Ramrod… Solo, Groups & Sessions – 1956-1962 by Al Casey.
Released July 2023 on Jasmine Records Reviewed date August 2023 Buy the album here: https://jasmine-records.co.uk/.../3712-al-casey-ramrod...
Ramrod… Solo, Groups & Sessions – 1956-1962 is a collection of recordings from various artists showcasing the work of Al Casey.
Alvin Wayne Casey (October 26, 1936 – September 17, 2006) was an American guitarist. He was mainly known for his work as a session musician, but also released his own records and scored three Billboard Hot 100 hits in the United States. His contribution to the rockabilly genre has been recognised by the Rockabilly Hall of Fame. As a session musician during the 1960s he was a member of the legendary Los Angeles based Wrecking Crew who played on many hits during the decade. This album focuses on Al’s days before the Wrecking Crew when Al was building his reputation as a guitar player.
Track by track:
Nola – recorded in the mid 50s for a local label, Old Timer, on which he’d been billed as Art Jones this has the feel of a novelty track but there is some interesting guitar work nonetheless.
The Fool – It was when Al met with record producer Lee Hazelwood that his career took off. The singer on this track is Sanford Clark whose rather moody vocals contrast nicely with the twangy sound of Al’s guitar. A rockabilly classic that was a chart success in the USA when issued on Dot records in 1956.
Buying On Time – Lee Hazelwood is the vocalist on this md tempo country tune with a honky-tonk vibe.
How About Me? - Pretty Baby – This fine example of rockabilly was first issued on the Viv label. The vocalist is Jimmy Johnson, one of Casey’s fellow Arizona Hayride bandmembers.
If I Told You (Wouldn’t Know It All By Myself) – Al wrote this rockabilly track and in 1956 it was the first record he had issued under his own name on the MCI label.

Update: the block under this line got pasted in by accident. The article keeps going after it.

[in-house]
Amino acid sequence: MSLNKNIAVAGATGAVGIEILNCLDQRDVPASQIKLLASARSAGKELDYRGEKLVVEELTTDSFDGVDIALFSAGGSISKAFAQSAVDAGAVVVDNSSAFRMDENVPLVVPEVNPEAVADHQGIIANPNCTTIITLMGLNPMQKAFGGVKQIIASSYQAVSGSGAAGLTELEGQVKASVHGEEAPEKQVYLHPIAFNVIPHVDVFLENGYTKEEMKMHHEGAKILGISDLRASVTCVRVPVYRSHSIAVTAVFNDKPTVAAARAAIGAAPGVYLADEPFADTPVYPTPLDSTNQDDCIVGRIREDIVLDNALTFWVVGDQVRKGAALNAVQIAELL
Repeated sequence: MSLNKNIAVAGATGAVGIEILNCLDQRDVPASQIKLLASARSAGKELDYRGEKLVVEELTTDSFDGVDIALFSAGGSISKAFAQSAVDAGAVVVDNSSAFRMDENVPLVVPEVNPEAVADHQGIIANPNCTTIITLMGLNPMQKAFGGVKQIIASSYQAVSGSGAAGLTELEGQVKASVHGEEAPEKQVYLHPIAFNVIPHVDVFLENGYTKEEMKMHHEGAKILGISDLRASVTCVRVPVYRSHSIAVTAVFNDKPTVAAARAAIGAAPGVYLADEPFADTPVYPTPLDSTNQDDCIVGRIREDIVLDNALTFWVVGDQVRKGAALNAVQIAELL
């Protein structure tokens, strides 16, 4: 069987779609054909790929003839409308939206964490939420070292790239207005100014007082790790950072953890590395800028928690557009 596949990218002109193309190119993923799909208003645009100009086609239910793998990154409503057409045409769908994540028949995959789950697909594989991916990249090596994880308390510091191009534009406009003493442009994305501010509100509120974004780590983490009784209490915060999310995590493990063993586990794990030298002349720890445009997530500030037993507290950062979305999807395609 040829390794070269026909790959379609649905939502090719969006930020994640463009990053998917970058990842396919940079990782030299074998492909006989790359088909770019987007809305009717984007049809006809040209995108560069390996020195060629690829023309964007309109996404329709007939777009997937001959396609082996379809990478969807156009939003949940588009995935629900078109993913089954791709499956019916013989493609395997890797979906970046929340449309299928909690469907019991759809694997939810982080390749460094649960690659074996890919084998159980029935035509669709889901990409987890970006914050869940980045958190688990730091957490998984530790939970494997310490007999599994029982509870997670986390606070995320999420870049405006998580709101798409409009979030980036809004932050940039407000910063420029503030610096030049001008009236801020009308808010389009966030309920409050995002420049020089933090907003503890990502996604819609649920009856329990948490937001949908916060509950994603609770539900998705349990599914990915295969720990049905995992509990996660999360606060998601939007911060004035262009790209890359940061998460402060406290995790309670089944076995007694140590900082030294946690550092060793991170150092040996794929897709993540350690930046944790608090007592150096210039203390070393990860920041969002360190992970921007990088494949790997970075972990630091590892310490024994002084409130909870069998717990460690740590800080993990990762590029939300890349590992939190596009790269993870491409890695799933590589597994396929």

A Cheat – It is Sanford Clark on vocals again but the guitar work of Al shines through. The track itself is similar in feel to The Fool.
A Fool’s Blues – Another attempt to emulate the success of Sanford Clark’s “The Fool” but issued under Al’s name. This is an instrumental that this is a bit faster than Sanford’s hit.
Nine Pound Hammer – Although not as successful as “The Fool” this did hit number 48 in the American charts for Sanford Clark. The track is mid paced rocker with a good guitar break from Al.
Guitar Man – Not to be confused with the Jerry Reed/Elvis song of the name this is rather moody track with Lee Hazelwood providing the vocals. I love the line “I have never worked a day in my natural life because I’m guitar man”!
Ramrod – Although this instrumental is credited to Duane Eddy & His Rock-A-Billies when issued on Lee Hazelwood’s Ford label it is Al on lead and a young Duane Eddy is on rhythm guitar. Duane later recorded his own version on this track that was written by Al.
Caravan – Originally recorded by Duke Ellington this was the B side to “Ramrod”, some very nifty finger picking by Al helps drive this instrumental.
Waltz Mignon (Wherever You Are) – Like “Nola” this is another instrumental issued under the name Art Jones but it is Al displaying a gentler style of playing.
Snake Eyed Mama – Al is actually the piano player on this rockabilly classic from Don Cole. “Take off your gloves and play” and Al does just that! There’s definitely a Jerry Lee Lewis influence here.
Willa Mae – This was issued on the Liberty label in late 1957 in the States c/w “She Gotta Shake. Rumour has it that it is Al on piano and Eddie Cochran on guitar.
She Gotta Shake – This is more of a stroller than “Willa Mae”.